Reverend Nicole Lamarche

Isaiah 40:1-11 and Excerpts from Being Peace by Thich Nhat Hanh
Sunday December 10th, 2023
By Nicole M. Lamarche

Welcome again on this second Sunday of Advent just as you are, with whatever you are carrying or however you are feeling, maybe you are a little tired? Some of us were up late last night! But it was worth every second! I got to see some of our sages wearing coconuts as a top. That is something to stay awake for. What a gift that we can come to this place, this circle of peace.

I invite you now as you are moved to take some deeper breathes, tuning into deeper things, aiming to hear beyond the surface to whatever message there is for each of us today. I invite you to join me in a spirit of prayer to open our hearts and calm my nerves. God, may the words of my mouth and the meditations of all our hearts be acceptable in your sight our Rock and our Redeemer. Amen.

I wasn’t sure I was in the right place. It seemed like a warehouse, and it was dark and I didn’t know if the person who had invited me was there yet. It suddenly seemed more vulnerable than I had intended, had imagined, was ready for, even. I feared I had made a huge mistake, leaving the “Boulder bubble”on a weeknight. Why did I say yes to this?

That was earlier this week and I was nervous because the point of the gathering was to share an experience, a meal, an evening with complete strangers. 100 people total around one long table of tables.

This is what the non-profit Set Longer Tables has been doing for a few years, gathering strangers around tables of different sizes for the simple mission of bringing people from all walks of life together to share a meal at one, long table. Because they believe in the power of the table. Doesn’t that sound like a secular way of talking about communion?

We were told to bring a dish to share and to not speak about what we do for work. This was very handy for me as sharing what I do for work is a real buzz kill in group settings for me!

The room was laid out beautifully, the tables in white and set as lavishly as if it were for a wedding, candles and greenery, a place setting that was arranged just so and upon each plate was a card with one name. When it was time, the host thanked us for taking the risk to come, for showing up for dinner with strangers and we were invited to find our name and our place at the table.

Again, we were reminded to try and discuss our passions and what people might be surprised to learn about us, instead of the default question in this country, which is, “What do you do?”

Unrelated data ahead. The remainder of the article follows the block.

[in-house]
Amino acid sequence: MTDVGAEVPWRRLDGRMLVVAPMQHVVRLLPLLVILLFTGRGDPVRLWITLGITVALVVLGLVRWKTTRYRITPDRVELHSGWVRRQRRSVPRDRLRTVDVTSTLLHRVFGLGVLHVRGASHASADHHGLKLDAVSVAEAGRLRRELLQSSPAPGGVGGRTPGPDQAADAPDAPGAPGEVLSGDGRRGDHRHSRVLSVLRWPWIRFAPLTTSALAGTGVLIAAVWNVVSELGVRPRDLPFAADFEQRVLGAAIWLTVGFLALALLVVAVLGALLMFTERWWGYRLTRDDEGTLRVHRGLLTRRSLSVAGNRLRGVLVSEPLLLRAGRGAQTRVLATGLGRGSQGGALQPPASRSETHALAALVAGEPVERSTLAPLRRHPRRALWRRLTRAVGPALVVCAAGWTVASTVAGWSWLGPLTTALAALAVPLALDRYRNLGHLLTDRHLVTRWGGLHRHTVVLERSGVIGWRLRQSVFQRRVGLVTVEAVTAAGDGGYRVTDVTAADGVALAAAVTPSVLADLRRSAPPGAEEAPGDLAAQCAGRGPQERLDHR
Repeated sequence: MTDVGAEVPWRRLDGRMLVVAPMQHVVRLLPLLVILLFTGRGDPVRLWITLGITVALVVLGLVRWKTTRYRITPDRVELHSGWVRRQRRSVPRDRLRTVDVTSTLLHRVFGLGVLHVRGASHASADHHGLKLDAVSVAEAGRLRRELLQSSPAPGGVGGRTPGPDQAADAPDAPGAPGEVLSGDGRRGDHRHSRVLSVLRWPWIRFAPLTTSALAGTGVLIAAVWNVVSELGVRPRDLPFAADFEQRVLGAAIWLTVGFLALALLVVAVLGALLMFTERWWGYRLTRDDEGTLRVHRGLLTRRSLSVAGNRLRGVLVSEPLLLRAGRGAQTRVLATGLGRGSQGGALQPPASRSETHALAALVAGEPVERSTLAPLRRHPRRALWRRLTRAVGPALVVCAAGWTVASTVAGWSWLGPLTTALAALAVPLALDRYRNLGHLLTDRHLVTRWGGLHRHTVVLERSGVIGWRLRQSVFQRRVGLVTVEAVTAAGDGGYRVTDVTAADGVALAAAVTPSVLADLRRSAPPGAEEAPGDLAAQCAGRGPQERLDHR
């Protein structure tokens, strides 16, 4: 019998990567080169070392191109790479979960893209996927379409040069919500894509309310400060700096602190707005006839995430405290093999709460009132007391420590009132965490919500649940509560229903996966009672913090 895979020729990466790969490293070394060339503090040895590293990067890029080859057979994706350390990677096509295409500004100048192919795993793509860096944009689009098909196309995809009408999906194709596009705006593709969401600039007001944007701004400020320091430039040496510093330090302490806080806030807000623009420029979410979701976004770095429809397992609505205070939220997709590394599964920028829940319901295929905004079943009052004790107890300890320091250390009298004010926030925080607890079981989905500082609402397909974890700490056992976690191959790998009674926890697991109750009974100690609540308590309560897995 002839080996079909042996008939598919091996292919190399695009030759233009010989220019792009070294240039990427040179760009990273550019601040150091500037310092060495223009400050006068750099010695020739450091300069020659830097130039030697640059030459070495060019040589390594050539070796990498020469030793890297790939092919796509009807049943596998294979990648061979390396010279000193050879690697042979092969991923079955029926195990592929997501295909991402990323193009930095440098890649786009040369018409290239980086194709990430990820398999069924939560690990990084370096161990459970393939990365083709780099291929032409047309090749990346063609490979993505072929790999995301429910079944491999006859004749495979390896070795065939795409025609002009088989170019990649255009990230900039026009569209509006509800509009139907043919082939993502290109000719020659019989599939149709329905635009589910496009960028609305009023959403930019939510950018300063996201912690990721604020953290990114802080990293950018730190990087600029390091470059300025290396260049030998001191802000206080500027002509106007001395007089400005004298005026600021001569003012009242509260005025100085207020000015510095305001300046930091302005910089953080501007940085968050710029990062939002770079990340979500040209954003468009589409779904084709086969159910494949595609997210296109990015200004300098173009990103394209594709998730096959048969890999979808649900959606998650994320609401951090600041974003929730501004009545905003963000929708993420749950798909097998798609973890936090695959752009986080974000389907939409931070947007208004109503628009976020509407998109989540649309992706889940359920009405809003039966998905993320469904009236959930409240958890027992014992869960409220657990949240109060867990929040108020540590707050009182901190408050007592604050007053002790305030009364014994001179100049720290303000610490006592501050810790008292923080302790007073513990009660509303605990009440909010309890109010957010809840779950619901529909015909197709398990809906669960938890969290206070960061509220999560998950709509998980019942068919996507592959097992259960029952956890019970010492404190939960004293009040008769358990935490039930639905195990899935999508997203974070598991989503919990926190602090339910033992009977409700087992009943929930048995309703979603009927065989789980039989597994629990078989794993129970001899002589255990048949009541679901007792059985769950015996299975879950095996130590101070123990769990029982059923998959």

We were invited to ditch this question in part because often it can feel more like we are probing one another for where to place each other, how to categorize one another on the ladder of worth. Are you with me? So we were freed from that and what was left was our stories.

The man who sat across from me has lived in the Denver for 30 years and has watched his neighborhood change and his friends get pushed further and further out. He retired from American Airlines and loves cooking for his friends. He can host 22 people in his backyard in Aurora.

The man who sat diagonally from me went to college in Indiana and grew up in Fort Collins and he loved his grandpa who died not long ago. He inherited his grandpa’s truck which was stolen out from in front of his home last year and now it’s an impossible time to buy a car.

There was a sort of holy hum in the room, the sound of equal parts delight and discomfort.

The woman across from me had a pile of silver hair neatly arranged on the top of her head, red lipstick that I saw her apply without a mirror! That takes skill! Her large speckled brown couture frames sat perched in just the right spot on her nose. She had survived cancer, had just turned 60 and recently attended a gathering of women her age where they danced around and reclaimed the term Crone and where they crowned one another with a crown. She told us that while our culture had reduced the concept of a crone to being a sinister older woman, she was all about reclaiming the term and live into its original meaning of which is how women can gain wisdom and knowing with age.